Activist Monday: There Went the Judge
Posted February 15, 2016on:
Good Monday, everyone! It looks like Supreme Court Justice Antonin Scalia has gone to face some judgment of his own. He passed away yesterday at a hunting resort in West Texas, under what seem to be natural causes at this time.
For those of us on the left-leaning side of the fence, the 79-year-old’s passing was not exactly cause for mourning. In fact, it gave rise to a great deal of speculation about what Obama will do with this unexpected opportunity, and what it will mean for the Court going forward.
In some cases, a diminished conservative majority might mean unexpected victories for liberals.
The best example of that concerns a battle over public employee union fees that the court considered last month.
At oral arguments, the court seemed prepared to hand a significant defeat to organized labor and side with a group of California teachers who claim that their free-speech rights are violated when they are forced to pay dues to the state’s teachers union.
The court’s conservatives — Scalia included — appeared ready to junk a 40-year-old precedent that allows unions to collect an “agency fee” from nonmembers to support collective-bargaining activities for members and nonmembers alike.
But the U.S. Court of Appeals for the 9th Circuit, citing that precedent, had ruled for the union. And with the Supreme Court’s liberals seemingly united in upholding the precedent, a 4-to-4 vote would mean the union victory would stand.
But what’s all this talk of 4-4? Doesn’t the Supreme Court have nine Justices? Well, yes…but the confirmation process could be a bit painful. The entire Republican platform, for the past several years, seems to be about opposing Obama and all Democrats. Getting a liberal justice past this Congress seems very unlikely. But what if the Democrats take over the Senate in 2017? (Oh please oh please oh puleeeeeez!) In that case, he might just pick the person he wants and hope that the next President and Senate turn out the way he wants them to. In that case, what would incumbent Republicans do?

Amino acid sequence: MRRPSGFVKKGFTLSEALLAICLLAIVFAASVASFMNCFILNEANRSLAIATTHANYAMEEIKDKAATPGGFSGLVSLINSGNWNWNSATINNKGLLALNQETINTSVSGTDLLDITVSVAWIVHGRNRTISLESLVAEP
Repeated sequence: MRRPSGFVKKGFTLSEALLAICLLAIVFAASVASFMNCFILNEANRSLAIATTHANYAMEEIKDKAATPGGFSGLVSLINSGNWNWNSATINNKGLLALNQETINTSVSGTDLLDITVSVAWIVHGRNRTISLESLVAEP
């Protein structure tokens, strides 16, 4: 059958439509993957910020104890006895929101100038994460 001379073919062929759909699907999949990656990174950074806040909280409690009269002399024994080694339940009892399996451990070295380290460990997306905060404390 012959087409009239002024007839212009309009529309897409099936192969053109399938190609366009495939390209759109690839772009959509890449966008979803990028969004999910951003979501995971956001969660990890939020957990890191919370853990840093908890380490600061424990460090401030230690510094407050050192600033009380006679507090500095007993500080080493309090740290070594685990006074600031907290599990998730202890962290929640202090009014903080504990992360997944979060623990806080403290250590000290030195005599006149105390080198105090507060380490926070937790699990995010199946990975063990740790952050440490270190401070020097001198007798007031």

…Do they vote no with their party and risk alienating a sizable chunk of swing voters who may already be put off by Republican presidential candidate Donald Trump, or do they go out on a limb and support Obama’s nominee?
“I’m sure every Republican senator up for reelection would give anything not to have to cast a vote about a Supreme Court nominee,” said Russell Wheeler, a judicial expert with the Brookings Institution. This quandary is particularly acute for senators running in states that voted for Obama in 2012, such as Ron Johnson (R-Wis.), Kelly Ayotte (R-NH) and Rob Portman (R-Ohio).
Mwahaha! Oh, the POOR Republicans. Bless their hearts!
Who would have thought that the Supreme Court would suddenly be just as hot as the Bern and Hillz saga – or maybe hotter? We do indeed live in interesting times. my friends.
This is an open thread.
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